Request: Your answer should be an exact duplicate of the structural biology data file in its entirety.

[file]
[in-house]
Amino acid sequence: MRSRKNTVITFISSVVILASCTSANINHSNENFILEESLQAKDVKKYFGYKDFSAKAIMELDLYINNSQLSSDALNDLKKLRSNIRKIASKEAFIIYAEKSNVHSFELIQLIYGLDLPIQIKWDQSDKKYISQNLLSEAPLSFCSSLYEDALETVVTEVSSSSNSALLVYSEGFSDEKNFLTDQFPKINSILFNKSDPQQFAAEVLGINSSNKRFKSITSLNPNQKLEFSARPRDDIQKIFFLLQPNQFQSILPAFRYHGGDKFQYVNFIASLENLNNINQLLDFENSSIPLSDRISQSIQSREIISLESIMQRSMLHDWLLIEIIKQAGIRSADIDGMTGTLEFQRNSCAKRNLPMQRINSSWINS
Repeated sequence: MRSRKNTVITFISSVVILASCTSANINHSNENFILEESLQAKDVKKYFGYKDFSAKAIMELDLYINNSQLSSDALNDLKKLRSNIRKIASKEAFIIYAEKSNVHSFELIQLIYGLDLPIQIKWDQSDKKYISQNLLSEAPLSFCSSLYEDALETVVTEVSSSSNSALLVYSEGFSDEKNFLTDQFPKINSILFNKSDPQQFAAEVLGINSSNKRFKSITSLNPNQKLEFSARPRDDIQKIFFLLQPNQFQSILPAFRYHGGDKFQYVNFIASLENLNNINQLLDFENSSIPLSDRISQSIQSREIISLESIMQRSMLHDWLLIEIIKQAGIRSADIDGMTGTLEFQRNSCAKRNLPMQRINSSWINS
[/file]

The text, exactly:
[in-house]
Amino acid sequence: MRSRKNTVITFISSVVILASCTSANINHSNENFILEESLQAKDVKKYFGYKDFSAKAIMELDLYINNSQLSSDALNDLKKLRSNIRKIASKEAFIIYAEKSNVHSFELIQLIYGLDLPIQIKWDQSDKKYISQNLLSEAPLSFCSSLYEDALETVVTEVSSSSNSALLVYSEGFSDEKNFLTDQFPKINSILFNKSDPQQFAAEVLGINSSNKRFKSITSLNPNQKLEFSARPRDDIQKIFFLLQPNQFQSILPAFRYHGGDKFQYVNFIASLENLNNINQLLDFENSSIPLSDRISQSIQSREIISLESIMQRSMLHDWLLIEIIKQAGIRSADIDGMTGTLEFQRNSCAKRNLPMQRINSSWINS
Repeated sequence: MRSRKNTVITFISSVVILASCTSANINHSNENFILEESLQAKDVKKYFGYKDFSAKAIMELDLYINNSQLSSDALNDLKKLRSNIRKIASKEAFIIYAEKSNVHSFELIQLIYGLDLPIQIKWDQSDKKYISQNLLSEAPLSFCSSLYEDALETVVTEVSSSSNSALLVYSEGFSDEKNFLTDQFPKINSILFNKSDPQQFAAEVLGINSSNKRFKSITSLNPNQKLEFSARPRDDIQKIFFLLQPNQFQSILPAFRYHGGDKFQYVNFIASLENLNNINQLLDFENSSIPLSDRISQSIQSREIISLESIMQRSMLHDWLLIEIIKQAGIRSADIDGMTGTLEFQRNSCAKRNLPMQRINSSWINS